Students peacefully protested segregation in 1960 sit-in

The sit-in movement of the 1960s began in February and gained momentum throughout the South. Black students engaged in peaceful protests by sitting at segregated lunch counters at five-and-dime stores. These non-violent demonstrations gained public attention and played a significant role in the civil rights movement.

Hillsborough Connection

On Feb. 29, 1960, a series of daily sit-ins started at F.W. Woolworth in downtown Tampa. About 40 students from George S. Middleton and Howard W. Blake High Schools, led by the NAACP Youth Council president and the NAACP state president, banded together to peacefully protest segregation.

Tampa Mayor Julian Lane ordered the Tampa Police Department to escort the young protesters after the first day of the sit-ins. Days later, Lane appointed a Bi-Racial Committee to quell racial tensions and encourage racial equality.

By September 1960 a total of 18 department stores in Tampa had desegregated lunch counters. Unlike many other Southern cities during the 1960s, Tampa achieved this through nonviolent means.

The Tampa F.W. Woolworth store closed in the early 1990s and is currently vacant. However, the historical marker stands as a testament to the power of peaceful protest and grassroots activism.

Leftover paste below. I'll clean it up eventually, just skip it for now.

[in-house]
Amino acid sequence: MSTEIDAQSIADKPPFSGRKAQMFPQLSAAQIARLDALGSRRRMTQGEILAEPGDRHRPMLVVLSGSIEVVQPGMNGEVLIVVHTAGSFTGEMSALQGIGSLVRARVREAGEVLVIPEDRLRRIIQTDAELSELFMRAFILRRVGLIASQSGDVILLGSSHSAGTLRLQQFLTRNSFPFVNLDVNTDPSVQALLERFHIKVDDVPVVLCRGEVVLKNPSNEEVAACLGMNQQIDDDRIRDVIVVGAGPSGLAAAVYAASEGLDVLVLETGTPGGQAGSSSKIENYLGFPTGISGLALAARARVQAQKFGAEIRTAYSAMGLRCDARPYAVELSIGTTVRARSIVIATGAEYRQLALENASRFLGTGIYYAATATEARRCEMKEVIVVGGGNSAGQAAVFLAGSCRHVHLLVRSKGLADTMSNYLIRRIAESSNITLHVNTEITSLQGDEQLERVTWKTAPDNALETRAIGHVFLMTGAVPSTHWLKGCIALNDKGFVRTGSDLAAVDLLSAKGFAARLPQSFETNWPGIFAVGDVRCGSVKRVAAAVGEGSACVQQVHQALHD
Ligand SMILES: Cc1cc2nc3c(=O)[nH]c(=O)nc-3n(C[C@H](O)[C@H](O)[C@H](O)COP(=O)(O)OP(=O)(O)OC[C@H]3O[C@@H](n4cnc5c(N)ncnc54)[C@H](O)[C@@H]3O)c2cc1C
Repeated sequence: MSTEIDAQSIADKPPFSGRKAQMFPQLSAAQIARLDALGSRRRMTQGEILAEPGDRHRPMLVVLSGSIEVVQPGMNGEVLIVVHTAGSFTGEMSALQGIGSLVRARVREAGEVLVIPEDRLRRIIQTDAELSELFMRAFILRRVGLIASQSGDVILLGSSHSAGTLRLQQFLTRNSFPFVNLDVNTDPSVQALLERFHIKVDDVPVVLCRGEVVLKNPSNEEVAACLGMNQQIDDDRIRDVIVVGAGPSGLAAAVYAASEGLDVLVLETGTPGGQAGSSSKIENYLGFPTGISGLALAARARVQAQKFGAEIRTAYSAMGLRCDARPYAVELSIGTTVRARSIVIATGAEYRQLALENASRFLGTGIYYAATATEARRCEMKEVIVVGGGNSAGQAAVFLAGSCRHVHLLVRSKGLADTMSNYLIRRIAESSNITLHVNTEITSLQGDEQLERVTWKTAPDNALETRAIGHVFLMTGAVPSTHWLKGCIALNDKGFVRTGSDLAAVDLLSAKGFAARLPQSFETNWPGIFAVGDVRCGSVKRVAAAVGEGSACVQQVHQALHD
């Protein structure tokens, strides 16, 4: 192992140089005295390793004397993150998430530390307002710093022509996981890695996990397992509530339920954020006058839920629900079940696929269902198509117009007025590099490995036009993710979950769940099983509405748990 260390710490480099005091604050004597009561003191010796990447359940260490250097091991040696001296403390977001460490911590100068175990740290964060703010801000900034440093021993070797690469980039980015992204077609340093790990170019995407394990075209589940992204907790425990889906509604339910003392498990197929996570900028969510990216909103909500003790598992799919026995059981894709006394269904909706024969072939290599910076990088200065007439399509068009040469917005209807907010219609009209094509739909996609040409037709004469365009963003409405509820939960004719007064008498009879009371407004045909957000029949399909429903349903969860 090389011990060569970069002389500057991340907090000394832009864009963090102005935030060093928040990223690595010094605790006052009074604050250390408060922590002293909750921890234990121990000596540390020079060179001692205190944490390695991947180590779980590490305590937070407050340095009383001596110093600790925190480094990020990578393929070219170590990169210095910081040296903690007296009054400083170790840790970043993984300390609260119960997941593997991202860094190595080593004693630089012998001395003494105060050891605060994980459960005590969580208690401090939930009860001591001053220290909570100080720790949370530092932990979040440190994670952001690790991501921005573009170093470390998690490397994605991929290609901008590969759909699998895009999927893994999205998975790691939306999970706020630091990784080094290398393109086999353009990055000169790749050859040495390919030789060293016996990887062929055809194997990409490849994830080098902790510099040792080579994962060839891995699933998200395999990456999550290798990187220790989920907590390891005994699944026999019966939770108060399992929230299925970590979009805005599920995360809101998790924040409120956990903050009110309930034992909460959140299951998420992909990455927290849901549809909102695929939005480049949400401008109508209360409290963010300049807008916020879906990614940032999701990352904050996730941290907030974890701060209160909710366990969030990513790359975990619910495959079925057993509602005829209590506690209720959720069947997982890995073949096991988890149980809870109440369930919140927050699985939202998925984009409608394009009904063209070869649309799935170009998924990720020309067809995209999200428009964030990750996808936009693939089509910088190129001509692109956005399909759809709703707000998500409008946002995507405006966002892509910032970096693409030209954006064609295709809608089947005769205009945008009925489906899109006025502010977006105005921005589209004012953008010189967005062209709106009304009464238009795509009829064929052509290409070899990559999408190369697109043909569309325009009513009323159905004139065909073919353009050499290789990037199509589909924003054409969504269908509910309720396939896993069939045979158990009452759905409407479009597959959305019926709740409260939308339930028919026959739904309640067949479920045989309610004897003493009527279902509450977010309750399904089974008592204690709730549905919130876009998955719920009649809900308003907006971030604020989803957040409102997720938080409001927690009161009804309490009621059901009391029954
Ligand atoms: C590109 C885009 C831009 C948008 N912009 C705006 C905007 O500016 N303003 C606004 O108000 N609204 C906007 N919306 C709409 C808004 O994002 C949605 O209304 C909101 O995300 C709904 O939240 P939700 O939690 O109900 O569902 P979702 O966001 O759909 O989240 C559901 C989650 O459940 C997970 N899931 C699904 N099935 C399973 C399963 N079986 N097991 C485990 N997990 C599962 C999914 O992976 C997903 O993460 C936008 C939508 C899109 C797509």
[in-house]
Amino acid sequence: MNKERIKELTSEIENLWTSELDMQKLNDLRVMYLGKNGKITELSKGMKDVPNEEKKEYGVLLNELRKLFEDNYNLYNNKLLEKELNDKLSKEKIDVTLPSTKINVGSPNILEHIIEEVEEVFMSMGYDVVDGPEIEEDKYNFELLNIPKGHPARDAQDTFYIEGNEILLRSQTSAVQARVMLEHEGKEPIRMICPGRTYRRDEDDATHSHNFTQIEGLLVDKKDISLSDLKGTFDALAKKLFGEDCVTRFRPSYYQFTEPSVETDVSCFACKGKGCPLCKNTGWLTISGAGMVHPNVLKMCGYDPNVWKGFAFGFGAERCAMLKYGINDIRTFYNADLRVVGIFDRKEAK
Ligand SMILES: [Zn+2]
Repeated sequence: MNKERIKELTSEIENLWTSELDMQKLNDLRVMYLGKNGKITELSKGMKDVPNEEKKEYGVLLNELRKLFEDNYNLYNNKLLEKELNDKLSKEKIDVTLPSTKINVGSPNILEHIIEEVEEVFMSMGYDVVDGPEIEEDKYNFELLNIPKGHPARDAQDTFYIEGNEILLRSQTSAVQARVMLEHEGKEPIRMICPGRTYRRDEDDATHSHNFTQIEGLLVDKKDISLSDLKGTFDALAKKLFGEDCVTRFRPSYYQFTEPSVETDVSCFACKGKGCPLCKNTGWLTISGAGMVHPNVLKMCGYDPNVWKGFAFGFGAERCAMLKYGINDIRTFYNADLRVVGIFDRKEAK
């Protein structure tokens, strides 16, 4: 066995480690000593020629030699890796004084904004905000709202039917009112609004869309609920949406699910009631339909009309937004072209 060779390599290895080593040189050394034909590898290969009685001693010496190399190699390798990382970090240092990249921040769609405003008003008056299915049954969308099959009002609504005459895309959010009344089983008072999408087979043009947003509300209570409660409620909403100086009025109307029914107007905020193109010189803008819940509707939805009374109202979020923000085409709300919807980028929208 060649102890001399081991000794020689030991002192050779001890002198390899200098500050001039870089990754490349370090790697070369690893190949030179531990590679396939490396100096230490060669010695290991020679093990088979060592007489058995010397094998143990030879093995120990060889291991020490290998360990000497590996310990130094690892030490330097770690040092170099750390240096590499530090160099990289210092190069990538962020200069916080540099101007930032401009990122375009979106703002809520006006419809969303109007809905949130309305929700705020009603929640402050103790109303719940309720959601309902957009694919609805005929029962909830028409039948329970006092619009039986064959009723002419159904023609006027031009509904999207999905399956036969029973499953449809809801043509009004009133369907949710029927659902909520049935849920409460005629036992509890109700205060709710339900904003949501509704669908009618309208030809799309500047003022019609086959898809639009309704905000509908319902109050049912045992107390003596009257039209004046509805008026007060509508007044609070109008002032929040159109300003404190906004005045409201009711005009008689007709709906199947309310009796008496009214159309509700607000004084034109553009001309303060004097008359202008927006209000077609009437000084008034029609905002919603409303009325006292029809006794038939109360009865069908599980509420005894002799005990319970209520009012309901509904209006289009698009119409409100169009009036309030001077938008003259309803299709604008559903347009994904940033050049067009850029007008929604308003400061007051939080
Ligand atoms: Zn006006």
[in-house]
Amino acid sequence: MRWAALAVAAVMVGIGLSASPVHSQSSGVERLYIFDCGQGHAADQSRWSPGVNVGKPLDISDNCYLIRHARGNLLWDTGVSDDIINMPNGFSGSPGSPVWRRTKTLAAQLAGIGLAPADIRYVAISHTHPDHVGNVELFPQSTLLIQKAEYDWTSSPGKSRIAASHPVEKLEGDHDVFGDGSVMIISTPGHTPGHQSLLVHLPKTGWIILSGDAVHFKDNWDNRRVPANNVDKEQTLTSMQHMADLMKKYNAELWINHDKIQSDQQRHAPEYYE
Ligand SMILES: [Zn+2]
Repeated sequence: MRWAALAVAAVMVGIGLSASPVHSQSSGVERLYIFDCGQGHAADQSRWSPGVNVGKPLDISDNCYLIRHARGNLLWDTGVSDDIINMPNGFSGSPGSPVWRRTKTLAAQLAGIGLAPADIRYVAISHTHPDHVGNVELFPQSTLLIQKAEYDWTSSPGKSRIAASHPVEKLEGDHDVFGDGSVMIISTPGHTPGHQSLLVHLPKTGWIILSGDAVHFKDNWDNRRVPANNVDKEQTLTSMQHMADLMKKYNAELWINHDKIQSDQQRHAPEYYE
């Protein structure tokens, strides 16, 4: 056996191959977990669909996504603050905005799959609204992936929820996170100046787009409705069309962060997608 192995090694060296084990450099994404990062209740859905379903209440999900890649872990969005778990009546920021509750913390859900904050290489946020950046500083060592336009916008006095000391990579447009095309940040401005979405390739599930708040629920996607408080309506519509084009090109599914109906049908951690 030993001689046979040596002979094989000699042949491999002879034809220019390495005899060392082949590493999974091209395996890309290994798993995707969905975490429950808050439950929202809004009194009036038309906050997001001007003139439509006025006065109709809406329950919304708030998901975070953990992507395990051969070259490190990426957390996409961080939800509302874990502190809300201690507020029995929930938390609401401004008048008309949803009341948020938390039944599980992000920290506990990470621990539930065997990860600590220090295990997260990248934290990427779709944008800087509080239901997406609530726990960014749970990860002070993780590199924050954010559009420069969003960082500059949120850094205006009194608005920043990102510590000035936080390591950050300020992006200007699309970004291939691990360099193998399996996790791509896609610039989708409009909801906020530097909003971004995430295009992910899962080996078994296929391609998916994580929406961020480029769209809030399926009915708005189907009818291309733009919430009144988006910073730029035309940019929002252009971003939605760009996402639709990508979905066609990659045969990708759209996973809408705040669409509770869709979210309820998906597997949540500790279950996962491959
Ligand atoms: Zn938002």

Woolworth sit historical marker
The Woolworth Sit-in historical marker, side 1.

Historical Marker Inscription

Tampa's Former F.W. Woolworth Store

Woolworth's variety store was the scene of a pivotal event that started on February 29, 1960. Clarence Fort, President of the N.A.A.C.P. Youth Council and Reverend A. Leon Lowry, N.A.A.C.P. State president, led about 40 students (from George S. Middleton and Howard W. Blake High Schools) in a peaceful sit-in at F.W. Woolworth's lunch counter at 801 North Franklin Street. At the time, Tampa Mayor Julian B. Lane assigned police to escort the young protestors and after about a week Lane agreed to appoint a Bi-Racial Committee to look into the demonstrators' complaints. By September, Tampa's lunch counters were integrated without the violence seen in many other parts of the country.

Woolworth sit in historical marker
The Woolworth Sit-in historical marker, side 2.

Marker location

The marker is at the intersection of East Polk Street and North Franklin Street, on the right when traveling west on East Polk Street.

The Woolworth Sit-In historical marker was erected in 2018 by the Hillsborough County Historical Advisory Council, Tampa Woolworth Project.

Learn more about the Woolworth Sit-in

Learn more about the Woolworth Sit-in in a Hillsborough County produced video Honoring Woolworth Sit-in Protestors.

Last Modified: 1/26/2024, 8:38:26 PM

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